He was born Michelangelo Conti in Poli, near Rome. Like Pope Innocent III (1198–1216), Pope Gregory IX (1227–1241) and Pope Alexander IV (1254-1261), he was a member of the family of the Conti, counts and dukes of Segni. He included the family crest in his Pontifical coats of arms.
He became Cardinal-Priest of Santi Quirico e Giulitta under Pope Clement XI (1700–21) in 1706. From 1697 to 1710 he acted as papal nuncio to the Kingdom of Portugal, where he is believed to have formed those unfavourable impressions of the Jesuits which afterwards influenced his conduct towards them. In 1721 his high reputation for ability, learning, purity, and a kindly disposition secured his election to succeed Clement XI as Pope Innocent XIII. His pontificate was prosperous, but comparatively uneventful. Innocent XIII prohibited the Jesuits from prosecuting their mission in China, and ordered that no new members should be received into the order. This indication of his sympathies encouraged some French bishops to approach him with a petition for the recall of the bull Unigenitus by which Jansenism had been condemned; the request, however, was peremptorily denied.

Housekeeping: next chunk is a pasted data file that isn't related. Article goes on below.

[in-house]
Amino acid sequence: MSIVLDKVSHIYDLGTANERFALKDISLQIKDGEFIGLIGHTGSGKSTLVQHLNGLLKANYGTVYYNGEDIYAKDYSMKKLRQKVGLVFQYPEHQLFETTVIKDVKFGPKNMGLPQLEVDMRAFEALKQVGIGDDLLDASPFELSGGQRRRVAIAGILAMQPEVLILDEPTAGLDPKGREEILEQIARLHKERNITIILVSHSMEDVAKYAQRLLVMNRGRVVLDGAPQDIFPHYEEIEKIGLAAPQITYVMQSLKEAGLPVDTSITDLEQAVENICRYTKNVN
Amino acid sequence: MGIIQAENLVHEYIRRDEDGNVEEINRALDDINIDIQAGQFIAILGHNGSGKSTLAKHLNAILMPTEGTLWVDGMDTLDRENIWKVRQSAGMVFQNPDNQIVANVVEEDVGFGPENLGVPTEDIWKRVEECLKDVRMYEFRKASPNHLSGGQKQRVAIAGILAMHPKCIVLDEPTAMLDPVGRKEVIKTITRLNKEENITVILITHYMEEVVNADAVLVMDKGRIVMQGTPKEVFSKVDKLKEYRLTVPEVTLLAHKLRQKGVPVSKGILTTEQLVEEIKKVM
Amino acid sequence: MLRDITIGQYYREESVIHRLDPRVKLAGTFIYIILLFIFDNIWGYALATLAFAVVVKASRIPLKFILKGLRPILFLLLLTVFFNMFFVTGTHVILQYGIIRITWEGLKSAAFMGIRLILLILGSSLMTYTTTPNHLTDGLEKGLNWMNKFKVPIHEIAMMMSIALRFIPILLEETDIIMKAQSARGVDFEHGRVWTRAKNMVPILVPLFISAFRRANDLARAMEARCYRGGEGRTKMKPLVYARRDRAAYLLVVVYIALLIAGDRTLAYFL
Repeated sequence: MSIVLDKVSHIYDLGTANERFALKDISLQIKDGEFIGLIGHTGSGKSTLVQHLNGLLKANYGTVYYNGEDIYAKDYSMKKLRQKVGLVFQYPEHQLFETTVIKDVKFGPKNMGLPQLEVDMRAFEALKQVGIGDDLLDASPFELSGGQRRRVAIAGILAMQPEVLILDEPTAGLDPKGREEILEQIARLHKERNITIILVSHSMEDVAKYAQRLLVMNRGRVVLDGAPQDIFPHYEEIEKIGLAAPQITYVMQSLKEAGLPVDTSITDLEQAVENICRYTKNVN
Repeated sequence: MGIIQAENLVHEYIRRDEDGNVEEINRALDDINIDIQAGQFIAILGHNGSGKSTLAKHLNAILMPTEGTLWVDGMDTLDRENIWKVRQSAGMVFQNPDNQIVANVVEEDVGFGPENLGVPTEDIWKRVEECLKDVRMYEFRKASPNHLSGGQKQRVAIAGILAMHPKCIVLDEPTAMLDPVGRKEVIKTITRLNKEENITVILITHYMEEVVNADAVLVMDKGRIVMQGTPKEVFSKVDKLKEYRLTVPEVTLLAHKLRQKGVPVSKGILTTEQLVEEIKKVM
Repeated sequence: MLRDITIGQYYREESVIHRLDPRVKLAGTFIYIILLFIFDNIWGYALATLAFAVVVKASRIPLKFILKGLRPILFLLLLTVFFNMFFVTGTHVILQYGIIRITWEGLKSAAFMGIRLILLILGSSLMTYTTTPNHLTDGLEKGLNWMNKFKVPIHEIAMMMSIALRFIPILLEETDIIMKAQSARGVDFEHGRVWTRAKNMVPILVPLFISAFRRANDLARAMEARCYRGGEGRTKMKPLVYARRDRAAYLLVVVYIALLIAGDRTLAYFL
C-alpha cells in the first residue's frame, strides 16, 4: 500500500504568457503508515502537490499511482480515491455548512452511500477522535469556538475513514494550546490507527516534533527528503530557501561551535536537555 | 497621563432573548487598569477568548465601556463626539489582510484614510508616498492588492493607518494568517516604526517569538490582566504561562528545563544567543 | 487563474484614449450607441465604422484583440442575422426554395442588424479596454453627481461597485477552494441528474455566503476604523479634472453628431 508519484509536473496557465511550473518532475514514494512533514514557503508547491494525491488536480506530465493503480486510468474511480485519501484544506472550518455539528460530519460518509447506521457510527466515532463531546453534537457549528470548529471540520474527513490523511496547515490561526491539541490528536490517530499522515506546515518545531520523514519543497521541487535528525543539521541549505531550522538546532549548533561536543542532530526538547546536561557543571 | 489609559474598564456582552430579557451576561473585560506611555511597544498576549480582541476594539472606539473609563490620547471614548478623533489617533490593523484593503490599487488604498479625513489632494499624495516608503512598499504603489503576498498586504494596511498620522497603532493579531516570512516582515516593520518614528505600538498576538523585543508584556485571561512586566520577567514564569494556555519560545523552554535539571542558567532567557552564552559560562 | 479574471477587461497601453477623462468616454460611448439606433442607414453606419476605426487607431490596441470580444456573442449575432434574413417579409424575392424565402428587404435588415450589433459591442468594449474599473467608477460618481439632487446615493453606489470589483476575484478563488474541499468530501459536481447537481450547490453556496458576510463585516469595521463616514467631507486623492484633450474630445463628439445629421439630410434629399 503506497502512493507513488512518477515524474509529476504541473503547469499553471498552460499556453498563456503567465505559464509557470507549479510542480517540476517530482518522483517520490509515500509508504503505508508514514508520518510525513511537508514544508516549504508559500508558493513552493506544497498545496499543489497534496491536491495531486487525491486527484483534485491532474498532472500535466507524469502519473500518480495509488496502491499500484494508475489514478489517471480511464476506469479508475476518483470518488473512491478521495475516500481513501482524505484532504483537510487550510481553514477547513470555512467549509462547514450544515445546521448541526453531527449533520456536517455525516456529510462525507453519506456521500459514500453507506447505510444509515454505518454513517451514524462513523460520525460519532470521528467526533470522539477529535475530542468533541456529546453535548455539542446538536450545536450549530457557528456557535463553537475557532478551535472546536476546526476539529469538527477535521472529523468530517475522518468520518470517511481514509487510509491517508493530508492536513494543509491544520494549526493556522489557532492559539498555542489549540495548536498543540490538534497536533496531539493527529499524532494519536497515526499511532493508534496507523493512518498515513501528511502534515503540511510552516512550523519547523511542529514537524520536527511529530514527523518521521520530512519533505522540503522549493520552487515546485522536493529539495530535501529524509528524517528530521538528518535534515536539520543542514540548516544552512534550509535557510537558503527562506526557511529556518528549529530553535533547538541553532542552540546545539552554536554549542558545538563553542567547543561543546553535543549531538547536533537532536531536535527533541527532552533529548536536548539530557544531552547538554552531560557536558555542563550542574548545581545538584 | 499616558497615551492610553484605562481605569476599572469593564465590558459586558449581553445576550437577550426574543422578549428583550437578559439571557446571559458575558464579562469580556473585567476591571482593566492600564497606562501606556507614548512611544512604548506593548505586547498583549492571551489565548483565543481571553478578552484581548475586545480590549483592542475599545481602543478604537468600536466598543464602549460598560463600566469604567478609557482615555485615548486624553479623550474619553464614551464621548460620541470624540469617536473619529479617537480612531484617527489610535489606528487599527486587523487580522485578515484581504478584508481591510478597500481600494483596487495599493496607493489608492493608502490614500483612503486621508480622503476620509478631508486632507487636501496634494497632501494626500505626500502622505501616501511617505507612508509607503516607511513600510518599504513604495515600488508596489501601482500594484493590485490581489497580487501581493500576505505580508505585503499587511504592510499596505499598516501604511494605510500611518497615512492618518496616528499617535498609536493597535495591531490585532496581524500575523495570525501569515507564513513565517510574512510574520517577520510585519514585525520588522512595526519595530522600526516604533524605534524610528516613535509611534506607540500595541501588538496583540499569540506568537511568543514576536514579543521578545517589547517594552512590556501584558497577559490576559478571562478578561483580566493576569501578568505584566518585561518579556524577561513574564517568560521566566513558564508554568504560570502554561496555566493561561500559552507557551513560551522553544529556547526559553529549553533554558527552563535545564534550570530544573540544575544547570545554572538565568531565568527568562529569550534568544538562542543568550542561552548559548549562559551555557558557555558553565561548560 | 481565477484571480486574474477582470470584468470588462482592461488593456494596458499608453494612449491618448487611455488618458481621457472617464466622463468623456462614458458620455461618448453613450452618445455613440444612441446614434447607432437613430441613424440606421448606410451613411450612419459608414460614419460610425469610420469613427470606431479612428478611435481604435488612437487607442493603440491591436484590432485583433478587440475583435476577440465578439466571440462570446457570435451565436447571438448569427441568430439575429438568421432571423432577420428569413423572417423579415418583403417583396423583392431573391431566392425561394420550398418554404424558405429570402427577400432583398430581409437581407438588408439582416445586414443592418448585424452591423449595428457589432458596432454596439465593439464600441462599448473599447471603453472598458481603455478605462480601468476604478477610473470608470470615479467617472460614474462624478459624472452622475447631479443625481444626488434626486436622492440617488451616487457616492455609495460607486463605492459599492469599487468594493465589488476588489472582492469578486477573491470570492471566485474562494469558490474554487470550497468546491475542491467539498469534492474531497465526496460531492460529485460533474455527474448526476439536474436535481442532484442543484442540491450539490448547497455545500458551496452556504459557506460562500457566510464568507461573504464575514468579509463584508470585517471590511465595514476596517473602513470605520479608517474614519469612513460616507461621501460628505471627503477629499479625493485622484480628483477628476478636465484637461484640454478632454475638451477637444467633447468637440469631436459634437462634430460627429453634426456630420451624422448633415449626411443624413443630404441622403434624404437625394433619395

Innocent XIII, like his predecessor, showed much favour to James Francis Edward Stuart, the "Old Pretender" to the British throne and liberally supported him. The Pope's cousin, Francesco Maria Conti, from Siena, became chamberlain of James' little court in the Roman Muti Palace.